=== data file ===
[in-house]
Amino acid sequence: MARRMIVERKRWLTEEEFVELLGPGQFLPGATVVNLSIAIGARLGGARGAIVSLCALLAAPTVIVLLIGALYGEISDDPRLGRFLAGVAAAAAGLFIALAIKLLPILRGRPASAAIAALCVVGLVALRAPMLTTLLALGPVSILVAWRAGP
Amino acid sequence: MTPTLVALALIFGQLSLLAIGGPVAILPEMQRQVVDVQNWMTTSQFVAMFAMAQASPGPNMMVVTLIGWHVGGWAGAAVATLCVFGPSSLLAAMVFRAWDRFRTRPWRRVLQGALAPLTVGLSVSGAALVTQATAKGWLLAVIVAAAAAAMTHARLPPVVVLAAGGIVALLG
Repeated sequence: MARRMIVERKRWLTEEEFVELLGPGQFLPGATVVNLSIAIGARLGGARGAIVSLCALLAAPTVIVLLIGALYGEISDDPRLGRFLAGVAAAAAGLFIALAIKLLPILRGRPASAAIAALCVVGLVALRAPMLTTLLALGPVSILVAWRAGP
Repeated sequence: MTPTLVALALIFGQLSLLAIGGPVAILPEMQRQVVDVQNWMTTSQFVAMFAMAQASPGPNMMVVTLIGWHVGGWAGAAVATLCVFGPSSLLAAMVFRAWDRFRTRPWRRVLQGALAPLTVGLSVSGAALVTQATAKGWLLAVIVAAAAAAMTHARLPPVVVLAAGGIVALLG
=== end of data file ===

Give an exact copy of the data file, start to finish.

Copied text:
[in-house]
Amino acid sequence: MARRMIVERKRWLTEEEFVELLGPGQFLPGATVVNLSIAIGARLGGARGAIVSLCALLAAPTVIVLLIGALYGEISDDPRLGRFLAGVAAAAAGLFIALAIKLLPILRGRPASAAIAALCVVGLVALRAPMLTTLLALGPVSILVAWRAGP
Amino acid sequence: MTPTLVALALIFGQLSLLAIGGPVAILPEMQRQVVDVQNWMTTSQFVAMFAMAQASPGPNMMVVTLIGWHVGGWAGAAVATLCVFGPSSLLAAMVFRAWDRFRTRPWRRVLQGALAPLTVGLSVSGAALVTQATAKGWLLAVIVAAAAAAMTHARLPPVVVLAAGGIVALLG
Repeated sequence: MARRMIVERKRWLTEEEFVELLGPGQFLPGATVVNLSIAIGARLGGARGAIVSLCALLAAPTVIVLLIGALYGEISDDPRLGRFLAGVAAAAAGLFIALAIKLLPILRGRPASAAIAALCVVGLVALRAPMLTTLLALGPVSILVAWRAGP
Repeated sequence: MTPTLVALALIFGQLSLLAIGGPVAILPEMQRQVVDVQNWMTTSQFVAMFAMAQASPGPNMMVVTLIGWHVGGWAGAAVATLCVFGPSSLLAAMVFRAWDRFRTRPWRRVLQGALAPLTVGLSVSGAALVTQATAKGWLLAVIVAAAAAAMTHARLPPVVVLAAGGIVALLG